Hair Tourniquet: The Reason For Your Extremely Fussy Baby
A hair tourniquet happens when a piece of hair (usually from mom’s long hair) or a thread from fabric wraps around part of the baby (like a finger) and cuts off the blood supply. Hair tourniquets are a relatively common causes of extreme fussiness in babies.
The most common scenario is one where a baby becomes suddenly and inconsolably fussy for no apparent reason. The parent will try feeding the baby, rocking the baby, and simply can’t get the baby to settle down. After a time, the parent discovers the problem: a hair tourniquet.
How do I know if my baby has a hair tourniquet?
The involved area will get very red and swollen. Usually, you can see a perfect line all the way around the appendage with swelling on either side. The picture above is a classic example of a hair tourniquet on an infant’s finger–special thanks to my friend for letting me use this picture of her son.
Sometimes, especially if the tourniquet has been there a while or is really tight, there will be so much swelling that you can’t even see the piece of hair or thread.
If your baby is unexplainably fussy, try stripping him/her down naked and examining his/her whole body. The involved area is often covered by diapers, gloves, and footed jammies.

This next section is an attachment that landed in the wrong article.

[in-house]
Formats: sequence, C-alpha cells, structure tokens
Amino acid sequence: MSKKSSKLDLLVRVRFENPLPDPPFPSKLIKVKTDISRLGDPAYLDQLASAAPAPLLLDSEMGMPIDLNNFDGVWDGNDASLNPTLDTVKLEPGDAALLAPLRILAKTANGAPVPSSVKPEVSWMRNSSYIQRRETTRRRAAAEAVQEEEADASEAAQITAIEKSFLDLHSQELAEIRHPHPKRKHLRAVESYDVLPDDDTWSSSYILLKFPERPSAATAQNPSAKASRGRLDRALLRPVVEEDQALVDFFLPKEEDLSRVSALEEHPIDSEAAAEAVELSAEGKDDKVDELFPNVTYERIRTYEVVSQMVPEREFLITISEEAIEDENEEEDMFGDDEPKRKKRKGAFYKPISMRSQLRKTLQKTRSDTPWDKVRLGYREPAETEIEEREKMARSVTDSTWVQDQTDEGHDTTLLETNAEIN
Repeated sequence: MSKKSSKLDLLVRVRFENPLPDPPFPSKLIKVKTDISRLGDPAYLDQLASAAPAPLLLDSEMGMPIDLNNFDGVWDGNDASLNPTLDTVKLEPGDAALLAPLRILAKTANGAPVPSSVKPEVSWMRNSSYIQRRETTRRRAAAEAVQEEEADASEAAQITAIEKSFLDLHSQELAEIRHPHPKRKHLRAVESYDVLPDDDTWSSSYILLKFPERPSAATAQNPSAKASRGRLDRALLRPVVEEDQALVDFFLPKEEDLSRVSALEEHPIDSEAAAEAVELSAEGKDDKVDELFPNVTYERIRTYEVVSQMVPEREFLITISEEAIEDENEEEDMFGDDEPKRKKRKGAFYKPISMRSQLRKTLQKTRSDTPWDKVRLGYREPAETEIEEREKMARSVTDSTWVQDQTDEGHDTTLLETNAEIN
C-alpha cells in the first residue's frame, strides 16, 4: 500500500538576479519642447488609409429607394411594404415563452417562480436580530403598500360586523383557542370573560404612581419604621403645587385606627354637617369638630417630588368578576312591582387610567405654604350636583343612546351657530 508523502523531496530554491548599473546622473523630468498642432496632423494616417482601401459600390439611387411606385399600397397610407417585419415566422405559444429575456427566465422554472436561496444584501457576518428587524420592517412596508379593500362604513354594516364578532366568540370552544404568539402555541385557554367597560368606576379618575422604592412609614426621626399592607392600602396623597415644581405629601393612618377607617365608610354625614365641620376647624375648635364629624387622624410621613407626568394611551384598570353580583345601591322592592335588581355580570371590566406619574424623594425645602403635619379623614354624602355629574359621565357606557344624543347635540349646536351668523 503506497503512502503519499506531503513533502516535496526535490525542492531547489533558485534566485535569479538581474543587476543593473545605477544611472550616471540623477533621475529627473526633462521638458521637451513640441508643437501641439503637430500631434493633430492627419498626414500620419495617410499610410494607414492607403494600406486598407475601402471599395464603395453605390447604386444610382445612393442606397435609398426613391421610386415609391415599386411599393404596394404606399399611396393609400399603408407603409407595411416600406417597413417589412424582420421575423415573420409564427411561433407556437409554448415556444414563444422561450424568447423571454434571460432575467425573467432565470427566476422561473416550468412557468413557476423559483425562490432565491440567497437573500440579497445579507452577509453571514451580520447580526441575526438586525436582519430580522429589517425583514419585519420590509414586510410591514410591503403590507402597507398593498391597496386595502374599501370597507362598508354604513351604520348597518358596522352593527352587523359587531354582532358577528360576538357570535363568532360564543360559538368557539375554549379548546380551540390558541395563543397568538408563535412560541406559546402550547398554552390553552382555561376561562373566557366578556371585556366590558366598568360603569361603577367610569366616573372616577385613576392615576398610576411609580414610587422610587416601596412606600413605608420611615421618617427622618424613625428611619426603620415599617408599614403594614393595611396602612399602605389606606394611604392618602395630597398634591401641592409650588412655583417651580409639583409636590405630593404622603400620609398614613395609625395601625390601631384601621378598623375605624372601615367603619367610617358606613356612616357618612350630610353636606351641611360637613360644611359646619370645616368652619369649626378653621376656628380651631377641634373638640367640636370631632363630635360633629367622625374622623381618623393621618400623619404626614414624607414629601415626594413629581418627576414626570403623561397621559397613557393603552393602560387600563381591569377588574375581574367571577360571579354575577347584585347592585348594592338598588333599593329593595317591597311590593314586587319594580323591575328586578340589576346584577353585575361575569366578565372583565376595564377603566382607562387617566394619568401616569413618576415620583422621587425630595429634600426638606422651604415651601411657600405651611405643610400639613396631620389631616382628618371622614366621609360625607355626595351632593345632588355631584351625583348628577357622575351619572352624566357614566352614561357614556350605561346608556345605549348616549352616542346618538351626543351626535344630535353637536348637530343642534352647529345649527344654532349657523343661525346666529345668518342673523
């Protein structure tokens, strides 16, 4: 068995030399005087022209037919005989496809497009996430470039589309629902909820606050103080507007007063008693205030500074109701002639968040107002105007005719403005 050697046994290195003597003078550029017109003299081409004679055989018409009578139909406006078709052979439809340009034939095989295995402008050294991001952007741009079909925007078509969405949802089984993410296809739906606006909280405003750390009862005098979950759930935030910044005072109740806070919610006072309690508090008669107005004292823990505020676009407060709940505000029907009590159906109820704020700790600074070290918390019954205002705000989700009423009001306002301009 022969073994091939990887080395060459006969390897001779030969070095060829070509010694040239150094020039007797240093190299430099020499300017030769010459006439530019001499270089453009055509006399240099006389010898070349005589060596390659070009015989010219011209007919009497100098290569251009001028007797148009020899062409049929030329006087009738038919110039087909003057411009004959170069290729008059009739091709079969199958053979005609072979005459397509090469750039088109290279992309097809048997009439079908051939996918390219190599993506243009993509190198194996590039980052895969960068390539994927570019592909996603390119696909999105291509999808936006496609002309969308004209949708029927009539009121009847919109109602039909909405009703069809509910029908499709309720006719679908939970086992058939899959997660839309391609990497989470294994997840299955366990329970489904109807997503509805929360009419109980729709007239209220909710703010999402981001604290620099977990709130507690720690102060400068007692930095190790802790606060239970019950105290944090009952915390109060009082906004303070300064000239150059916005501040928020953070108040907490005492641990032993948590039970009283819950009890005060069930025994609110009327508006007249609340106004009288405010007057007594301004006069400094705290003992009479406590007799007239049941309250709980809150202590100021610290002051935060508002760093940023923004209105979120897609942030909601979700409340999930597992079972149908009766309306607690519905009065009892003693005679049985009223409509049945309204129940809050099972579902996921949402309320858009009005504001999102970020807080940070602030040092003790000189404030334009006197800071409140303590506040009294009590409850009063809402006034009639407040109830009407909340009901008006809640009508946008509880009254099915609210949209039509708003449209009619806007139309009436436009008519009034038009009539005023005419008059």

Where can a hair tourniquet happen?
Most commonly, hair tourniquets happens on small extremities/appendages like fingers, toes, and penises. However, theoretically, it could happen essentially anywhere you could wrap a strand of hair around (e.g., ear lobe, tongue, wrist, ankle, umbilical stump, etc.)
How do I treat a hair tourniquet?
If you can clearly see the hair/thread and can safely unwrap the appendage, do so. If the tourniquet isn’t severe, the appendage will revert to its normal appearance within a few minutes. If you can’t see the hair, you can’t remove it, or the involved area appears injured (even after removal), seek immediate medical attention (go to urgent care or the emergency room if your doctor can’t see your child right away). Treatment may be as simple as cutting the hair/thread and removing it or may involve suturing or surgery if a lot of damage has been done.
(I recently saw a hair tourniquet on an infant’s penis. It had been there for hours before the parents discovered the problem. The swelling was so severe that you couldn’t see the hair, but there was a distinct line of involvement. I had to completely numb the area and use a scalpel to get to the hair that was so embedded in the swollen tissue.)
How serious is a hair tourniquet?
This varies. The tighter the wrap and the longer it goes unnoticed, the worse the prognosis. In extreme circumstances, one could lose the appendage it is wrapped around. Usually, there is just pain and swelling. Most cases resolve relatively quickly once the problem is discovered.
How do I prevent a hair tourniquet?
This one is tough. Hair tourniquets can happen to anybody. Being aware of the condition can go a long way towards prevention. When you know of the risk, you will naturally be more conscientious about removing stray hairs and threads that you see when you are dressing your baby or changing his or her diaper.